“Good plan.”

“Seriously,” he said. “Write that down.”

I opened the palm of my hand and fake wrote it in the air. “How do you spell chiropractor?”

His face was super serious. “I don’t know why you’re making jokes. That’s a great idea, and you’re just not getting it.”

I grimaced slightly but smiled. “My mistake.”

“Really not the kind of team spirit we pride at Mitchellwide Insurance.”

One of the hazmatted figures approached us.

“Do you have a color group?” he asked.

I nodded. “We’re in the green group.”

“Stay here,” he said. “We’re letting yellows go first and in the buses headed toward that spa that’s been turned into quarantine.”

“Come on!” Bruce said. “Are you kidding me?”

Robert snapped his fingers. “We’ve got to get better buses,” he said. “I don’t think my joints can take it.”

We watched yellows get on the bus, then a group of greens before us. Then we were allowed onto one with what looked like the windows shot out of it and a weird smell inside.

“I take it back,” Robert said. “The other bus was better. There better be a seat in the back for me.”

I looked around, wondering why Robert and I were the only ones standing around. Steve walked slowly with five other people, all clamoring for his attention, one of which being Bruce.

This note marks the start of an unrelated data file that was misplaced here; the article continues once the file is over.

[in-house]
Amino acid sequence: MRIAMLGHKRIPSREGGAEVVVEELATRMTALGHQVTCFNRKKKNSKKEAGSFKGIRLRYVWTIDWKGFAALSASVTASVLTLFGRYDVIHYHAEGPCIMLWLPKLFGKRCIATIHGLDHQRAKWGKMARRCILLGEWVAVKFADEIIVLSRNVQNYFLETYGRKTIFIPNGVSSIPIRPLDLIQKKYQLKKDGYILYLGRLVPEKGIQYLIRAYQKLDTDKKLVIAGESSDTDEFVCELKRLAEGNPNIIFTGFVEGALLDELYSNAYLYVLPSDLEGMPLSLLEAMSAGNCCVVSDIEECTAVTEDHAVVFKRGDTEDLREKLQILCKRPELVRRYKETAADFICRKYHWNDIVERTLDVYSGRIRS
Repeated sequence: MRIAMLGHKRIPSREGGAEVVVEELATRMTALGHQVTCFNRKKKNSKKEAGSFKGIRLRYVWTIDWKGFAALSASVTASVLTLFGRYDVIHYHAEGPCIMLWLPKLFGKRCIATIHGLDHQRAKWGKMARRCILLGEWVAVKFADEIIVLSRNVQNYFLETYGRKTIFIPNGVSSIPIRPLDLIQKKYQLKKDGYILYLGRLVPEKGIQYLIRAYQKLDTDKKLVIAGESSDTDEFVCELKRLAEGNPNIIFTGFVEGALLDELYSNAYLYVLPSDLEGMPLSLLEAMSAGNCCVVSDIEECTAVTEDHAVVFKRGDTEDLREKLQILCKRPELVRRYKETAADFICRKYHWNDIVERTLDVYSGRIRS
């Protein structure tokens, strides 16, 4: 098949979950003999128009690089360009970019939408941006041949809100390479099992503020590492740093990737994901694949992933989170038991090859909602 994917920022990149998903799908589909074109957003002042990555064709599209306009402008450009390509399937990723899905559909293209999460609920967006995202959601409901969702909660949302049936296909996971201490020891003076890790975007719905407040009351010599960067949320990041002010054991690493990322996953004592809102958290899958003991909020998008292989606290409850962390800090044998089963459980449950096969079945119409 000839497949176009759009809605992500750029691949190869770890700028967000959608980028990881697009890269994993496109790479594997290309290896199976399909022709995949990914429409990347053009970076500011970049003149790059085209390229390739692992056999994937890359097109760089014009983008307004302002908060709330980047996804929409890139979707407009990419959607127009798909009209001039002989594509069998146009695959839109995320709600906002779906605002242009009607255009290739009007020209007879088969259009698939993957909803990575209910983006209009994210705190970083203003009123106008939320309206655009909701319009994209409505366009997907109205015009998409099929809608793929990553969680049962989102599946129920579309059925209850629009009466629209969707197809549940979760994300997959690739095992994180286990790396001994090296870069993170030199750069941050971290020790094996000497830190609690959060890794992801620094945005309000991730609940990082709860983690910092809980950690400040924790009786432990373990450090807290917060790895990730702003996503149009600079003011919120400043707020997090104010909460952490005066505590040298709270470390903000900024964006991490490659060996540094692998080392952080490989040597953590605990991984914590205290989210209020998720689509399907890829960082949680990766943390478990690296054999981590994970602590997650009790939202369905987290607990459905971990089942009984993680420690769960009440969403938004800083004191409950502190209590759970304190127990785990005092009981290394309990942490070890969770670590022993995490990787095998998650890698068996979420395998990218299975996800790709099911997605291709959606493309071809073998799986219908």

“I’m doing a play right now,” he said, practically jumping up and down for his attention. “It’s called
and really tackles the issue of racism in America. You would have really liked it.”

Steve didn’t seem to be paying attention, just unraveling strings of what was left of his sweater.

“Bruce?” I asked.

Maybe he heard me, I don’t know. I just watched him try to follow Steve onto the bus and then get steered away from it and toward the bus I stood in front of. Steve’s bus pulled away, and Bruce threw his hands up.

“I was originally a yellow!” he shouted. “Doesn’t that count?”

Defeated, he wandered back to our area. He seemed sheepish about it, but I smiled, anyway.

“They put us over here,” I said, playing dumb. “Probably pretty confusing when all the buses are the same color.”

He gave the worst fake laugh I had ever heard. “Right,” he said. “I get it. I switched to green, but thought I was yellow. It’s a joke on me.”

“Not really,” I said. “It’s a made-up system. None of this will matter tomorrow.”

“Of course you did.”

Debra came out walking in tiny steps, purse clutched close to her body. “Jessica!” she yelled. “Is Robert on that bus?”

“Tell her I’m in a meeting!” I heard Robert call out.

“Of course he is,” I said to her. “You know Robert. Has to get the best seat he can find. Also it’s Verdell.”

“Well, I’ll fix that,” she said.

Chapter 3
East is Where the Sun Sets